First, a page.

Do you have any favourite books on this subject?

If you enjoyed this, you might also like our round up of books about starting school!

Six Books about Bullying for Anti Bullying Week

What does being kind to yourself look like?

When my Dad died (a year ago today) everyone said I needed to be kind to myself. I don’t really know what being kind to yourself looks like. I guess self kindness is a form of self care. Doing things you like doing and which make you feel good, cutting yourself some slack and giving yourself time to come to terms with things and to heal.

For the last year I’ve been in a bit of a fug. I feel a bit like I’m in a plastic box and I can see and hear the real world going on around me; but it’s all muffled and I feel slightly apart from everything. It would be easy for me to just let the loss of my Dad overwhelm me, but I have my son and I don’t have the time or the space to indulge in intense grief. I just take it in small bite sized chucks. I nibble at it every day; like a giant cake of grief, just eating a few crumbs at a time. This grief cake will take a lifetime to consume.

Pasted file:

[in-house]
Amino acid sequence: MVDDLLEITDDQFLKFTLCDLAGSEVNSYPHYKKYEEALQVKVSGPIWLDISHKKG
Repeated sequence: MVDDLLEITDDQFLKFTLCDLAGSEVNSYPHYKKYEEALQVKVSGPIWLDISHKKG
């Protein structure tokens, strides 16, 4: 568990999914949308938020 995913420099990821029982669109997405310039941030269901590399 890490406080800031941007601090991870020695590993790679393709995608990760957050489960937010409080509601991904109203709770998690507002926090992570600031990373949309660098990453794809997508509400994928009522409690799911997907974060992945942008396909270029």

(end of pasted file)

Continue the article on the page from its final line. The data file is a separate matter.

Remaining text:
Last night as I lay sleepless in my bed, I was thinking, when I’ve lost other family members I was broken hearted. I grieved for them and I still miss them and probably always will, but losing my Dad has really felt like losing a limb. He was such a big, important part of my life, not in an unhealthy way, we just really got each other and he was one of my best friends.

“Be kind to yourself Jane”

What does being kind to me look like? I’ve worked a little bit less. I’ve turned some things down I knew would stress me out or I wouldn’t enjoy. I have made more of an effort; not just to spend time with my son, but to spend quality time with him. I’ve just booked a holiday for the two of us in August. We are going on a family holiday with my husband too, but he can’t get the extra time off work and I just want to spend time with and have fun with my boy.